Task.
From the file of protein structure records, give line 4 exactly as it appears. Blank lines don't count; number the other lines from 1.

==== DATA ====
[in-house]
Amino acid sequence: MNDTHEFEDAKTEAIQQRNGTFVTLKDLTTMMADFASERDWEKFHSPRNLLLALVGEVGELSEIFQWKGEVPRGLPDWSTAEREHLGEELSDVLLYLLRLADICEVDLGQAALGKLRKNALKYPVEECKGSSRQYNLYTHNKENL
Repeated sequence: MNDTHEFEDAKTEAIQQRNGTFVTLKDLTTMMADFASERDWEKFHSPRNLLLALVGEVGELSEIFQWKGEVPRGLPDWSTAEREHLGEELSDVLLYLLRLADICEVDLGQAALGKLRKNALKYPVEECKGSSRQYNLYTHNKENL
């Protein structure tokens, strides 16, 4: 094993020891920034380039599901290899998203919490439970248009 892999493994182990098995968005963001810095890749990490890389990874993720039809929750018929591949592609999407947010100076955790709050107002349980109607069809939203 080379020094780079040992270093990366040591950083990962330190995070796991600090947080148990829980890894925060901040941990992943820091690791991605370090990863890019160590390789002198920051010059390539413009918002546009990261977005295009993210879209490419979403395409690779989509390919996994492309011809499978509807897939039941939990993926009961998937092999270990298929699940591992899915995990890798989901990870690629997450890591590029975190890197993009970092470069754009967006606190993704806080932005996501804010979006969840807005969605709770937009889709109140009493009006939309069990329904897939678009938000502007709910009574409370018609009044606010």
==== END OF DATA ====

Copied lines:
């Protein structure tokens, strides 16, 4: 094993020891920034380039599901290899998203919490439970248009 892999493994182990098995968005963001810095890749990490890389990874993720039809929750018929591949592609999407947010100076955790709050107002349980109607069809939203 080379020094780079040992270093990366040591950083990962330190995070796991600090947080148990829980890894925060901040941990992943820091690791991605370090990863890019160590390789002198920051010059390539413009918002546009990261977005295009993210879209490419979403395409690779989509390919996994492309011809499978509807897939039941939990993926009961998937092999270990298929699940591992899915995990890798989901990870690629997450890591590029975190890197993009970092470069754009967006606190993704806080932005996501804010979006969840807005969605709770937009889709109140009493009006939309069990329904897939678009938000502007709910009574409370018609009044606010």